Officials Discuss Foster’s Authority to Independently Obtain Deed of 640 Acres Within Killion Road LID –
Foster’s 2017 Action Encumbered City by Over $3 Million in Delinquent Assessment Payments on Behalf of the LID
Regardless of council’s direction for the mayor to move forward to resolve the L.I.D. debt, they were not presented with a contract for approval. The law states all contracts must be approved in a public council meeting. In Yelm’s case, any contract over $35,000 must be authorized in by the council in public to prevent a single person from misappropriating taxpayer money.
Foster said in the NVN story “a couple of people are crying foul” and he doesn’t “know what their problem is.” The “problem” is that Mayor Foster circumvented the legal process! No legal advisor would have told him to bypass his requirements to obtain public council authorization for any contract over $35,000, which he should know. Stephen DiJulio, Yelm’s Seattle-based special projects counsel for the 640 acre deed and Killion Road LID, understood his firm had council’s authorization to proceed on the contract. Who from the city conveyed that, as council’s contractual authority did not exist? The Yelm Protocol Manual states, “It is staff’s responsibility to ensure the policy of the Council is upheld.” That includes the mayor, city administrator, and department supervisors actions to ensure the laws are followed.
The council gave former Mayor Harding the authority to examine getting this L.I.D. debt situation rectified in July 2016. Foster became mayor after Harding resigned the following month. As mayor, Foster never publicly provided the council and his constituents a plan for the L.I.D. investigation, never provided any updates on the contract’s negotiations and preparation, never notified the council about the contract signing nor the documentation, and never explained the debt payment schedule to the council prior to signing. Foster unilaterally signed this $3 million contract without the council’s public approval. Only 6 months after the signing, when asked about this deal by Councilor DePinto after being notified by a citizen, did the mayor finally acknowledge what had been done.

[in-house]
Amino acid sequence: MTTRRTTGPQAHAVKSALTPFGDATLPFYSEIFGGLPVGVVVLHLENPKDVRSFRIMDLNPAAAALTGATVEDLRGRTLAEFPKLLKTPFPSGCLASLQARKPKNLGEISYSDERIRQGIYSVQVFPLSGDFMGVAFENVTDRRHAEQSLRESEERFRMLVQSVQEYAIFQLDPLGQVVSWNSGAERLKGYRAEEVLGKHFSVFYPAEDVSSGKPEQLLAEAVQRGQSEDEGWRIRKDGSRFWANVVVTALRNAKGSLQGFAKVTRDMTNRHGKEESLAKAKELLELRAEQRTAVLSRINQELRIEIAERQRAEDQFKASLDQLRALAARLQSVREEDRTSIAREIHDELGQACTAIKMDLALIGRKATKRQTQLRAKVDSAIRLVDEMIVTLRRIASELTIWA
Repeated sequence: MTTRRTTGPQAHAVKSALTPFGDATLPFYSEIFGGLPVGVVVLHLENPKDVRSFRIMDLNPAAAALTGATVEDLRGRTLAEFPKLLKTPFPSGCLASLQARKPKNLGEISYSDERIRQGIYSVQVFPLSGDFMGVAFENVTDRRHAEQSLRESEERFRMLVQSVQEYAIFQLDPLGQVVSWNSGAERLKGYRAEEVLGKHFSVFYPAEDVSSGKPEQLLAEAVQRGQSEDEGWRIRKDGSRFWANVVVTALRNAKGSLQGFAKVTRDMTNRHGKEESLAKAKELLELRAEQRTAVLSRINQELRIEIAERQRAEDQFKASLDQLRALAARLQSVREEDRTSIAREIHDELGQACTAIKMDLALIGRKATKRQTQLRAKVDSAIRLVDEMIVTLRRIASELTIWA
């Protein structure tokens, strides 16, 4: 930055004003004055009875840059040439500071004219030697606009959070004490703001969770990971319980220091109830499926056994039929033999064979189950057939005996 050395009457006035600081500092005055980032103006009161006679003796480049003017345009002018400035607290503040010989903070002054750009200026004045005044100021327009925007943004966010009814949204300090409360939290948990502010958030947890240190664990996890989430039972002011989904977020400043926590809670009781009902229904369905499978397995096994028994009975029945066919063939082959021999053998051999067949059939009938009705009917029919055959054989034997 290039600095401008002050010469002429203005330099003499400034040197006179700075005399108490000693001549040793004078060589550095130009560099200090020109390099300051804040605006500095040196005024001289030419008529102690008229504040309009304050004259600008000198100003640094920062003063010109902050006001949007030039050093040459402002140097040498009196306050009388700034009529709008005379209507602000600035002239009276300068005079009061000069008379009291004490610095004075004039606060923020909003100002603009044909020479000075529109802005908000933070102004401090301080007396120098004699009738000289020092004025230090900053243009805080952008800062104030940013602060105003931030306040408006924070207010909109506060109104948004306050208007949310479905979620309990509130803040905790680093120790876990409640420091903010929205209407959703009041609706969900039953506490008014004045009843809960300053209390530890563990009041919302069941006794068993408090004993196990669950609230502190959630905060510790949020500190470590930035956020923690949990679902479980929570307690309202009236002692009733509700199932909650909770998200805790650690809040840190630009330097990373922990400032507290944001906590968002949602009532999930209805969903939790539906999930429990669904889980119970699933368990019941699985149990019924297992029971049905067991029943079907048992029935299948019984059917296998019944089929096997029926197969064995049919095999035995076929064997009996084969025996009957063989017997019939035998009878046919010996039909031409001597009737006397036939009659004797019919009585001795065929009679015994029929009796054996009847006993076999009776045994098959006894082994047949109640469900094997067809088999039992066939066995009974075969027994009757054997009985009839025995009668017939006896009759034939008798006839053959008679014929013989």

Mayor Foster had ample opportunities over the years to explain his move with this contract, having been asked at multiple council sessions that he never adequately answered. Why the subterfuge?
Yes, “a couple of people are crying foul” because abrogating the legal process is a serious matter. Foster took an oath to uphold the laws of the State of Washington and the City of Yelm, yet he abrogated regulations granting council’s sole authority to approve large contracts, and has not been transparent. That’s the “problem!”
Michelle Obama said: “Being President Doesn’t Change Who You Are, It Reveals Who You Are.”
Yelm has also learned: Being Mayor Doesn’t Change Who You Are, It Reveals Who You Are!
UPDATE: December 15, 10pm:
- Last month, City Administrator Michael Grayum had been suggesting the city council use the American Rescue Plan Act funds slated for Yelm, to pay off the L.I.D. assessments on the 640 acres.
- However, the L.I.D. contract that Mayor Foster signed did not receive the council’s required approval, which puts the legality of the contract in question.
- Yet on November 23, the council approved using American Rescue Plan Act funds to pay off the L.I.D.
- Federal money (American Rescue Plan Act funds) can not be used to pay contracts that are knowingly improper.